A Eulogy For My Father,
Emerson Venable

MAY 4, 1996

by Alan Venable

Did you ever read the old children's book, The Five Chinese Brothers? It was written in 1938 by Claire Bishop, a missionary and relentless crusader, like some in this Church, like my father Emerson himself for most of his adult years.

        This marvelous book is out of favor these days, because it can be supposed to reflect the view that all Asians look alike - for it begins by saying there were once five identical Chinese brothers. But I think the story is fair to talk about. Political incorrectness never bothered Emerson, and more than one Chinese, Indian, African, Japanese - whatever - found welcome in his house. In any case he was an iconoclast and proudly beat a different drum.

        He liked to alarm people. Take for example his college fraternity days around 1930 at Cornell. He was a little guy then as well, of course, and one night at a fraternity dance for the amusement of his fraternity brothers and their dates, he put on a dress and makeup and took to dancing with one of his fellow Phi Kappa Taus. I doubt that he was even drunk, though it ended, he told me, when his brawny partner flung him around and gashed his head against a post.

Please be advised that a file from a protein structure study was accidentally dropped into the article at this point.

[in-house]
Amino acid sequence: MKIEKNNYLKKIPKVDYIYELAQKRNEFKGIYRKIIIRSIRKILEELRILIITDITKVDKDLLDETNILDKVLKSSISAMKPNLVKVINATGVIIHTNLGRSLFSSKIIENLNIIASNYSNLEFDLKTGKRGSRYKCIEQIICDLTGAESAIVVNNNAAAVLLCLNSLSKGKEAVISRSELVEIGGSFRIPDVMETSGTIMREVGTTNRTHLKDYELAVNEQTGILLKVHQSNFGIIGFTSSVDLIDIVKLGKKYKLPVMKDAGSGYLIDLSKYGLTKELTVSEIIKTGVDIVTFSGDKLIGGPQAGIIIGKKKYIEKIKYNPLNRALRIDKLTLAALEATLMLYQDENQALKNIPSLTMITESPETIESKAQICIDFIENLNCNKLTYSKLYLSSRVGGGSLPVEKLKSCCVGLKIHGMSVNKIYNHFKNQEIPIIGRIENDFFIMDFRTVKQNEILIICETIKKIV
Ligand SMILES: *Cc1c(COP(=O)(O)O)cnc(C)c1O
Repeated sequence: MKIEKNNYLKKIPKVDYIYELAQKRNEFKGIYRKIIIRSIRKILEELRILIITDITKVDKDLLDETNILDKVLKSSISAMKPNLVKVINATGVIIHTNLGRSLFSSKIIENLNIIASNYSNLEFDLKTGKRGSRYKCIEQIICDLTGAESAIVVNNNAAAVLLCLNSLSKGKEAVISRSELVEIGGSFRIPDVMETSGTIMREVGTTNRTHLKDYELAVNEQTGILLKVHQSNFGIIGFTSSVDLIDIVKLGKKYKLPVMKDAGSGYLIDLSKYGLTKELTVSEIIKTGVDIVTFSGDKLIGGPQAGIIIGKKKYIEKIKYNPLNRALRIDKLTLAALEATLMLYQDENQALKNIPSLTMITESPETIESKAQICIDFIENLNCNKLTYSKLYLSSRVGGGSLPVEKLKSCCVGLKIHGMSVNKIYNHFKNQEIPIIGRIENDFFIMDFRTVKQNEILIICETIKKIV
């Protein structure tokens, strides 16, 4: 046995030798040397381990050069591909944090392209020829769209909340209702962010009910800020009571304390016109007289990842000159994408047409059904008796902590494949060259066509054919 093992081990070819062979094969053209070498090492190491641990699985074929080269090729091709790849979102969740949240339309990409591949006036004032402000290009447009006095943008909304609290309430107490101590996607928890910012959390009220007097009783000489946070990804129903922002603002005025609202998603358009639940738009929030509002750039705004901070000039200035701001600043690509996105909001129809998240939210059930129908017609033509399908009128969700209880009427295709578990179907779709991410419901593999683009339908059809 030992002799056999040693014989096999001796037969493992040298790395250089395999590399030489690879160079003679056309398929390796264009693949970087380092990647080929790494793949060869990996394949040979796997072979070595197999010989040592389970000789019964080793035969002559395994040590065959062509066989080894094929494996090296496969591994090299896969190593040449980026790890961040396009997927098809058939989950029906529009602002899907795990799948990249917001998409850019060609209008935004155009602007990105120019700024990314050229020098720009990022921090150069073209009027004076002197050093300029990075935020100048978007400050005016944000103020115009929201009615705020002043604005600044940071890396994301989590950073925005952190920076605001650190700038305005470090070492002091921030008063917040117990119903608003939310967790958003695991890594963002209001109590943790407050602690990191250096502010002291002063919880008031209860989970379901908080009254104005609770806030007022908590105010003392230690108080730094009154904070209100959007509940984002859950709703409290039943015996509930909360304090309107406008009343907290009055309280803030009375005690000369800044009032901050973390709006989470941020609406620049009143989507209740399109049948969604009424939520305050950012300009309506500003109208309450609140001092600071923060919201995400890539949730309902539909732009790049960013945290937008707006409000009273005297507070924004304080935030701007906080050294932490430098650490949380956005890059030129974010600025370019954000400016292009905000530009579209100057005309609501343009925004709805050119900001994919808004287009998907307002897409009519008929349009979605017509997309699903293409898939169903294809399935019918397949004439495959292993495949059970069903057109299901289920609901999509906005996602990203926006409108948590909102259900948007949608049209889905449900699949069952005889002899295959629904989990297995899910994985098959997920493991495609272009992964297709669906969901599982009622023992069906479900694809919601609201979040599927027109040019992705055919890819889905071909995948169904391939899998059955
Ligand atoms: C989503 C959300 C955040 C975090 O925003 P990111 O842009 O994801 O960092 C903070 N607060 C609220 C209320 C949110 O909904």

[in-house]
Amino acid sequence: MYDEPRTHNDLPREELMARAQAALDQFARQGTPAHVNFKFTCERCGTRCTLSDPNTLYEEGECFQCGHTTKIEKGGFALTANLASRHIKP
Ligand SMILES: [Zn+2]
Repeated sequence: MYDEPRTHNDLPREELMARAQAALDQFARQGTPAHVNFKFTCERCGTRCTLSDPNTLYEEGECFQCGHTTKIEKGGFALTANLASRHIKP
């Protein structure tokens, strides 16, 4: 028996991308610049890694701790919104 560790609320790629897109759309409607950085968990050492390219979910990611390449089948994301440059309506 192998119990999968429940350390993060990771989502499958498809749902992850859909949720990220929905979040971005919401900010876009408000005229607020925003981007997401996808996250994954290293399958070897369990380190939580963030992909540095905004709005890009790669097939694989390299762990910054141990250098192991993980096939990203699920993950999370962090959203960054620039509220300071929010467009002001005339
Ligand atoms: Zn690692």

In the thirties he was the socialist who read Mein Kampf, not only on the principle of know-thine-enemy, but also because he believed it contained important political savvy.

        And in everyday life throughout his later years he continued to beat a counterpoint rhythm. If you said that the air was cold for the first days of spring he'd say, no, but it was warm for the end of winter. If you said that something in your life amazed you, he would be sure to remind you that most things that inspired amazement were ordinary and explicable. If you said that an event had turned out pretty much as you'd expected, he'd devote some time to helping you see how unpredictable history is.

        He was an independent, tough, combative, scrappy, man who excused a lot of his own rudeness by the fact that he was physically small and therefor entitled to assert himself. He was also smart, energetic, industrious, creative, responsible, spirited, generous, mystical, and altruistic.

        There were originally four of us, by the way, four sons - Wally the eldest, Gil, myself and Tom; but as our parents adopted our first cousin Bob some years ago, today there are five, five middle-aged brothers.

        The Five Chinese Brothers, as I was saying, is the story of five outwardly identical sons, each of whom has one uniqueness. It begins with brother number one whose gift is that he can suck up the entire sea and hold it in his mouth. While he's doing that, he can walk about the seabed scavenging fish from the ocean floor. Of course, he can't hold the sea in his mouth forever. One day, against his own better judgment, he lets a boy go with him to the beach. He sucks up the sea and the boy walks out; when the boy refuses to return to high ground the brother must finally spit out the waters, and the boy is drowned.